installing life-size sculptures of mastodons in that marshy area just east of the City of
Side roads proliferated
Narrower tributaries from the major trails cut swaths through the prairie that extended across
Michigan’s lower peninsula. “An Indian trail was merely a narrow path, about 12 to 18 inches
wide, permitting only single-file travel,” noted Dorothy G. Pohl, Director of the Ionia County
Road Commission, in her report to the Association of Southern Michigan Road Commissions in 1997.
“It was not until the coming of the white settlers, laden with supplies, that the trails were
improved. The use of the packhorse was the first step in the process of widening these pathways.
Branches and bushes were broken off from each side of the trail and soon it was several feet wide.
Later, when settlers flocked to Michigan Territory, bringing their possessions in oxen-drawn wagons,
there was a need for even wider roads.”
Henry Schoolcraft, at present-day Michigan City, Indiana in 1820, described the trail, as a
“plain horse path, which is considerably traveled by traders, hunters, and others...” and said a
stranger could not follow it without the services of a guide because of the numerous side trails.
The Sauk Trail intersected many important trails and early roads including the trails to Vincennes,
Green Bay, Fort Wayne and north to Little Traverse Bay.
Sections of the Sauk Trail still exist in some form. There is a winding road still called Sauk
Trail which runs from Frankfort, Illinois to Dyer, Indiana, passing through Sauk Village, Illinois.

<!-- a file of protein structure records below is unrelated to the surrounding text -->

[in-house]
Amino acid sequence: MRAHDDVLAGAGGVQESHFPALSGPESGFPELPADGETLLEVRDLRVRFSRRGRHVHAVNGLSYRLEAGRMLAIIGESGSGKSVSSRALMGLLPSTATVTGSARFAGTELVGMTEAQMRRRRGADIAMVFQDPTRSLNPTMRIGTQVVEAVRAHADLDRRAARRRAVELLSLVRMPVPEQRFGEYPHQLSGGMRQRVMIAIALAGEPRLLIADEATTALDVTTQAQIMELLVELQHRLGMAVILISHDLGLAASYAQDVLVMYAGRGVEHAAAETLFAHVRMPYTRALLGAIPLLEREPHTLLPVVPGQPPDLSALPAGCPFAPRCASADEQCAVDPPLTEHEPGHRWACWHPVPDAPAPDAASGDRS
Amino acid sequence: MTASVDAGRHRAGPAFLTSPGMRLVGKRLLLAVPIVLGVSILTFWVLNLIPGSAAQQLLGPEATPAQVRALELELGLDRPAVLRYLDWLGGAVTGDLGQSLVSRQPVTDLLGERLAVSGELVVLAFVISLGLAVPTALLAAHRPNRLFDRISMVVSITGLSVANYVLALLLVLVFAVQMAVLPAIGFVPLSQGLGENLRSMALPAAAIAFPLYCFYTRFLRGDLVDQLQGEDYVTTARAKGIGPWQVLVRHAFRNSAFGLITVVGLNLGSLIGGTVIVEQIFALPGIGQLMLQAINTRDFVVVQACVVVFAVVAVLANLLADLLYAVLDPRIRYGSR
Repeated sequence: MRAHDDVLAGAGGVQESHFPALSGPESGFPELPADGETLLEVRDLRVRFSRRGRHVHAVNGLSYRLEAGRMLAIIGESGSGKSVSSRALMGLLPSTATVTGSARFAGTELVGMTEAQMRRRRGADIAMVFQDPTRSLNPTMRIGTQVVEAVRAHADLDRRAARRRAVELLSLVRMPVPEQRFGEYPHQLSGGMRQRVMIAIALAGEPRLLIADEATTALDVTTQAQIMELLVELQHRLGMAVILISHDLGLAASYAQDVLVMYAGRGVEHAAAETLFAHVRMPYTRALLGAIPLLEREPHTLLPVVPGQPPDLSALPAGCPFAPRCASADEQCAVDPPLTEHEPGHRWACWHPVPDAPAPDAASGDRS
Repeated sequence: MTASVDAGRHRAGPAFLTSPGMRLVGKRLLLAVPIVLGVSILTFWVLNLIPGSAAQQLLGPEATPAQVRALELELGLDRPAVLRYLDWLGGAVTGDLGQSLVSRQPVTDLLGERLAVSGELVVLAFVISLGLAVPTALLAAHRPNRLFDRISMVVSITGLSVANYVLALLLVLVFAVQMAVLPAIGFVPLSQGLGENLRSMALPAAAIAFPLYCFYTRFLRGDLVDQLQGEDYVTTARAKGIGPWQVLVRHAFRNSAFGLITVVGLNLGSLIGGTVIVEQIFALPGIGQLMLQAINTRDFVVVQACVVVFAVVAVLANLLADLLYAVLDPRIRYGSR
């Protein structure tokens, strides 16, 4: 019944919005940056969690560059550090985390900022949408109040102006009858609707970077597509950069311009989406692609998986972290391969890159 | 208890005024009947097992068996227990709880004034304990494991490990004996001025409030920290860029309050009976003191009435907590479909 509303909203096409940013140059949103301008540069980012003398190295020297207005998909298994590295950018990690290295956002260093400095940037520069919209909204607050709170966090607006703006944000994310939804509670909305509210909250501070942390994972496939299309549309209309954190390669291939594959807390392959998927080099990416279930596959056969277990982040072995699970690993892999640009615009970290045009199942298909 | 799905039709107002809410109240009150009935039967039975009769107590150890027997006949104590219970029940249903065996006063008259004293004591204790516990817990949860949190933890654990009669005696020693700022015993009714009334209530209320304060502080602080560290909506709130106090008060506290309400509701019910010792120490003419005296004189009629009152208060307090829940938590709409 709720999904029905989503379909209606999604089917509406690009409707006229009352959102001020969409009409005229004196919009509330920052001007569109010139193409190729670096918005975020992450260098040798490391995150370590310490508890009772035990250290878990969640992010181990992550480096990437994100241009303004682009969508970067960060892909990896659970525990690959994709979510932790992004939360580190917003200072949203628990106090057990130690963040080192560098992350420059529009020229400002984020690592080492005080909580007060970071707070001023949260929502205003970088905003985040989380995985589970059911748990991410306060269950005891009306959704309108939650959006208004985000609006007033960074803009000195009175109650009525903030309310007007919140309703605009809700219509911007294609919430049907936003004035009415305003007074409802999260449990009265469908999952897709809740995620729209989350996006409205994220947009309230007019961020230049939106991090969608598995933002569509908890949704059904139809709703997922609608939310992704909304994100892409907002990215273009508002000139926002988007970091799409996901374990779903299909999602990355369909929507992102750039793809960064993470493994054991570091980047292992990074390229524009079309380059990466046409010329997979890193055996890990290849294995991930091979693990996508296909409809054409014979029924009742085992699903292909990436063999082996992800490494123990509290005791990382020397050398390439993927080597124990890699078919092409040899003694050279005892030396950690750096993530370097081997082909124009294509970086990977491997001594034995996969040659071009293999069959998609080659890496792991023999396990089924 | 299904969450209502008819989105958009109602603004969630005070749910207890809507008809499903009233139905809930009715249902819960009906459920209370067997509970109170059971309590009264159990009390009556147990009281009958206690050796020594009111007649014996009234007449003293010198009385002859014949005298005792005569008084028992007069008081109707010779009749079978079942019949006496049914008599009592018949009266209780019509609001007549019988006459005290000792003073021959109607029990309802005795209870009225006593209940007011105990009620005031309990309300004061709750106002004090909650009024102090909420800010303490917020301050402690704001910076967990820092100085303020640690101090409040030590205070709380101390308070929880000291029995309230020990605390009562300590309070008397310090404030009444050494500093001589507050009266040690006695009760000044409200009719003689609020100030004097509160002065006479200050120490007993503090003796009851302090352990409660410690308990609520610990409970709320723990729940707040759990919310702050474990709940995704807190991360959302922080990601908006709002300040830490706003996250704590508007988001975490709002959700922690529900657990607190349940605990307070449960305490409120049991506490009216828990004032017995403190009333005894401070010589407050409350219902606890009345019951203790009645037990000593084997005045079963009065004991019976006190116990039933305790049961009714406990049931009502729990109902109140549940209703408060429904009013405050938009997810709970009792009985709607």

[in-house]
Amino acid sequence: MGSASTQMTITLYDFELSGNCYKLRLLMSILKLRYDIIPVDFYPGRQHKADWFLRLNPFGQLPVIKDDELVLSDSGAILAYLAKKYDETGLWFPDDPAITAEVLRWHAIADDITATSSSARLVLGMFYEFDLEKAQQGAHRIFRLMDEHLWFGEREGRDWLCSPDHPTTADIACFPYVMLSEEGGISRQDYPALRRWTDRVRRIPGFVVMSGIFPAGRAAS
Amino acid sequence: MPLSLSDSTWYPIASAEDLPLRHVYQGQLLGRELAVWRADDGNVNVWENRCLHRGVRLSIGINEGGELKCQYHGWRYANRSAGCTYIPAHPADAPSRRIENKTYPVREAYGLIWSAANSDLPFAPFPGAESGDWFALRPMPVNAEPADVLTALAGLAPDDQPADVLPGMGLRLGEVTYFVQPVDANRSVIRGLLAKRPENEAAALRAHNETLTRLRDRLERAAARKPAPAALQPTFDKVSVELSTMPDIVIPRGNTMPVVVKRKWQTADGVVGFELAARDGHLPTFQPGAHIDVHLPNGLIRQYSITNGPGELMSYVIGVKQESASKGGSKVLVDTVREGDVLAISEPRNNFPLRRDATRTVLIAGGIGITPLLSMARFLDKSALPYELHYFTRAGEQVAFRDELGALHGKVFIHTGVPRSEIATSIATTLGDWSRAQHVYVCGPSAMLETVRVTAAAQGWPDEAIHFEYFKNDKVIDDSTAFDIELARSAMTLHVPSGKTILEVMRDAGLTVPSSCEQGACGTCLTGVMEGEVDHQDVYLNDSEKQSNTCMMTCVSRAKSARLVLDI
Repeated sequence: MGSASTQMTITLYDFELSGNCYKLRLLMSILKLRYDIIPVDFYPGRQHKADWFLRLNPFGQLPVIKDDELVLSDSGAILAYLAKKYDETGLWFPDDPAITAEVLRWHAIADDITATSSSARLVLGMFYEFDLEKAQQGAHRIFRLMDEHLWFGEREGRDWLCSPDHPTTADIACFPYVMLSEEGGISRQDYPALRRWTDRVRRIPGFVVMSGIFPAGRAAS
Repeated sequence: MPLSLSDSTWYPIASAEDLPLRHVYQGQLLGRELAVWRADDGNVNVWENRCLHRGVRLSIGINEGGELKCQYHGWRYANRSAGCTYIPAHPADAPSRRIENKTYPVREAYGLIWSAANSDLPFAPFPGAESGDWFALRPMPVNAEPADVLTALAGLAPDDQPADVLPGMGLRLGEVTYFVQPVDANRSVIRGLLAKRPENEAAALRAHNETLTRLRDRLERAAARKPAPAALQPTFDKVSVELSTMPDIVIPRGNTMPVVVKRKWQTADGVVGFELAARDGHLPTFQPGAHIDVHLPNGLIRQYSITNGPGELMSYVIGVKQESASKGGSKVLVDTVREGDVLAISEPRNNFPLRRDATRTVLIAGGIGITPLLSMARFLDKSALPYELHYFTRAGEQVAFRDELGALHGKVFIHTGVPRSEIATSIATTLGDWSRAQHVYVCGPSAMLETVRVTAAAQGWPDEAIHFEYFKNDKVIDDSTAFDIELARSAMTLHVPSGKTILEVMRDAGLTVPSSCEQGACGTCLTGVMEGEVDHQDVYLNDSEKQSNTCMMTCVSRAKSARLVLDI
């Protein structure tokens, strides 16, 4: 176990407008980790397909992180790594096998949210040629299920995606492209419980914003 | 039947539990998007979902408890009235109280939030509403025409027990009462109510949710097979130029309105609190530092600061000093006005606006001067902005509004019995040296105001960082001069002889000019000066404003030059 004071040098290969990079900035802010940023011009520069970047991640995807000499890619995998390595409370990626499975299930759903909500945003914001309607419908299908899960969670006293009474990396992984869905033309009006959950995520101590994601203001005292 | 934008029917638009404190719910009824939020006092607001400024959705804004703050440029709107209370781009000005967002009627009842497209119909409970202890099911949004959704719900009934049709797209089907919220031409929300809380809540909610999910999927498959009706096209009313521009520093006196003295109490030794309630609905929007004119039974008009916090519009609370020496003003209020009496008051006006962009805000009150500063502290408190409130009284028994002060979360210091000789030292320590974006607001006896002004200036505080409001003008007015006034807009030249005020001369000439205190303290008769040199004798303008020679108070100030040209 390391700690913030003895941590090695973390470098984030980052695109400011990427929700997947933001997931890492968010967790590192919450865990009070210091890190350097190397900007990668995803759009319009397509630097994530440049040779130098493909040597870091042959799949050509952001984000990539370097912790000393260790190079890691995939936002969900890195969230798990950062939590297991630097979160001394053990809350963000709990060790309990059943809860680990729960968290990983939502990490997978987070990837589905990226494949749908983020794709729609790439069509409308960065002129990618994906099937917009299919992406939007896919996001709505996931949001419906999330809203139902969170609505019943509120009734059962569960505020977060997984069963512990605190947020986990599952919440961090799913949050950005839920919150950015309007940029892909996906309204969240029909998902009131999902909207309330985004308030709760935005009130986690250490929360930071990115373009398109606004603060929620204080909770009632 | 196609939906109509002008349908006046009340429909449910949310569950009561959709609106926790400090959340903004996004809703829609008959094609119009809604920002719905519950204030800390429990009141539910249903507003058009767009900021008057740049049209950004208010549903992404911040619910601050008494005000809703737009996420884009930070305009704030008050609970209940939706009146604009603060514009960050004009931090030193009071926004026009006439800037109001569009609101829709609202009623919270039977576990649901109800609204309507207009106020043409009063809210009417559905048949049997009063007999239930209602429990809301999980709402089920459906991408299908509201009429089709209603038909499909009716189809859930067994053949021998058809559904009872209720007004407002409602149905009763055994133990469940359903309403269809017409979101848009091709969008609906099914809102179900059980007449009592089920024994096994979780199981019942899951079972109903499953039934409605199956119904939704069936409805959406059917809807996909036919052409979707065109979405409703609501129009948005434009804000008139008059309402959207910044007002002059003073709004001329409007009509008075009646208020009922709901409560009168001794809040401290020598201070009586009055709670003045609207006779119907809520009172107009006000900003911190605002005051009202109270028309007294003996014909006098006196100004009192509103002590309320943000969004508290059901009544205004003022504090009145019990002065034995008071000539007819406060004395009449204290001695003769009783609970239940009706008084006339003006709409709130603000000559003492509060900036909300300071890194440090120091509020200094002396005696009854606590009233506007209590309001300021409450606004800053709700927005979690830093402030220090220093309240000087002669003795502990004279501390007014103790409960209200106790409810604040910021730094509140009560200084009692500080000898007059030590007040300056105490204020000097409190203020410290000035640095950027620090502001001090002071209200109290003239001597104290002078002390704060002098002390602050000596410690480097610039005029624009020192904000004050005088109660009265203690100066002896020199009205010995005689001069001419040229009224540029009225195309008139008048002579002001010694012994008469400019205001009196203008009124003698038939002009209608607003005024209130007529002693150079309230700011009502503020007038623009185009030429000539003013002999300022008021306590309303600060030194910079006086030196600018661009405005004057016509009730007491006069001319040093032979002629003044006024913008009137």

Johnson Sauk Trail State Park in western Illinois sits on another section of the trail. Sauk Trail
forms the southern boundary of Sauk Trail Woods park. When America’s first national
transcontinental highway, the Lincoln Highway, was built, its route through western Indiana followed
the roads built over the Sauk Trail.
Treasures found along the paths
Along the many trails, archeologists have identified over 1,000 mounds, 80 enclosures and
embankments, 30 so-called ‘garden beds,’ 750 village sites, and 260 burying grounds. Unearthed
along the Indian paths are miscellaneous artifacts such as arrowheads, hammers, knives, drills,
hoes, spades, pipes, fragments of pottery, and large and small effigies in stone.
The ancient highway in Northwestern Lower Michigan has revealed countless Native American
artifacts and campsites. Near Mesick, nearly 50 mounds have been discovered. U.S. Forest Service
workers have found 150 circular fire pits near Buckley.
MSU’s Randall Schaetzl has paraphrased from C.M. Davis’ Readings in the Geography of
Michigan (1964): “Those who travel its fading lanes often find themselves on a journey that
leads them back in time. Faded and worn stone markers remain at certain sections of the trail to
point the way down the old highway which has nearly been lost in the pages of time. The evidence